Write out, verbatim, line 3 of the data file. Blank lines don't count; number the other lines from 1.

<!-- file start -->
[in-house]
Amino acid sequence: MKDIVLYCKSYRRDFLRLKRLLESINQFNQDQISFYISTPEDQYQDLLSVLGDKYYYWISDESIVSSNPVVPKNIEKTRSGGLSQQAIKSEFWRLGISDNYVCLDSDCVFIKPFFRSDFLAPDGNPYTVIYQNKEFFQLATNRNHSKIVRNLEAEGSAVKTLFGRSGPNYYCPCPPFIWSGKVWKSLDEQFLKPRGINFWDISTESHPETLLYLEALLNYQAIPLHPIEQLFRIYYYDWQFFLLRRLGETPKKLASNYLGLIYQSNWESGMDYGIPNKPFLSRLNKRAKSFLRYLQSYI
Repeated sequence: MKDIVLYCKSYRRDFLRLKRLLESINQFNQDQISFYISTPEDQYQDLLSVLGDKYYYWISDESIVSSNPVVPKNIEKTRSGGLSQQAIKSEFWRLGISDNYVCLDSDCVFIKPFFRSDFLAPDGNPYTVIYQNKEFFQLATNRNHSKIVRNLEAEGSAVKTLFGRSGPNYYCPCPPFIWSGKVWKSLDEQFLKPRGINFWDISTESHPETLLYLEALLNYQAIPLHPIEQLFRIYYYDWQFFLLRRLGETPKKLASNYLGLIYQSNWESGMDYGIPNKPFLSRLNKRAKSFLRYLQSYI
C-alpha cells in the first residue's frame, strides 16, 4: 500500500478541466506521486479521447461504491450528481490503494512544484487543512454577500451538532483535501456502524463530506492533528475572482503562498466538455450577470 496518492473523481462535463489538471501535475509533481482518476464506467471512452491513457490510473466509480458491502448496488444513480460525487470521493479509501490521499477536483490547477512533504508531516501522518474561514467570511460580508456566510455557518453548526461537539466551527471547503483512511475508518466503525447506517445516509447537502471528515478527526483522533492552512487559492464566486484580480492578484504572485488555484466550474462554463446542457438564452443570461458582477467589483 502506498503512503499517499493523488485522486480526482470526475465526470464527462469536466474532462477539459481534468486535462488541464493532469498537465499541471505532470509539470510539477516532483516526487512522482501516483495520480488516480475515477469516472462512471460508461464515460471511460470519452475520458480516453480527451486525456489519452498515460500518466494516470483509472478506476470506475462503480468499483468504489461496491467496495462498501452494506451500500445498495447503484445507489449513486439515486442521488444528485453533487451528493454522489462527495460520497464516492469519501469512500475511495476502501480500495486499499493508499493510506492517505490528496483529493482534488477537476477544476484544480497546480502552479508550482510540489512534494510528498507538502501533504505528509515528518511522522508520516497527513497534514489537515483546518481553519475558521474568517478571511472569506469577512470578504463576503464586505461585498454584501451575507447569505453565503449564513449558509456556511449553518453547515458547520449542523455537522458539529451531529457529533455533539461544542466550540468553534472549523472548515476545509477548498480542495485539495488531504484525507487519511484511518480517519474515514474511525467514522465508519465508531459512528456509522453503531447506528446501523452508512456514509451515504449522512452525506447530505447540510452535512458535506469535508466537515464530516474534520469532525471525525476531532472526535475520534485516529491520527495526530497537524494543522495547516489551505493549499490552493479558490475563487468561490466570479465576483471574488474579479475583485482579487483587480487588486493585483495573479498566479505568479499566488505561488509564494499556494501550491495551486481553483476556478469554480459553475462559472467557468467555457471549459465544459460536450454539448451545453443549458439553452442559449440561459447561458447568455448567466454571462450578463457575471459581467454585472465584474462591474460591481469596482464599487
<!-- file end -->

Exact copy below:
Repeated sequence: MKDIVLYCKSYRRDFLRLKRLLESINQFNQDQISFYISTPEDQYQDLLSVLGDKYYYWISDESIVSSNPVVPKNIEKTRSGGLSQQAIKSEFWRLGISDNYVCLDSDCVFIKPFFRSDFLAPDGNPYTVIYQNKEFFQLATNRNHSKIVRNLEAEGSAVKTLFGRSGPNYYCPCPPFIWSGKVWKSLDEQFLKPRGINFWDISTESHPETLLYLEALLNYQAIPLHPIEQLFRIYYYDWQFFLLRRLGETPKKLASNYLGLIYQSNWESGMDYGIPNKPFLSRLNKRAKSFLRYLQSYI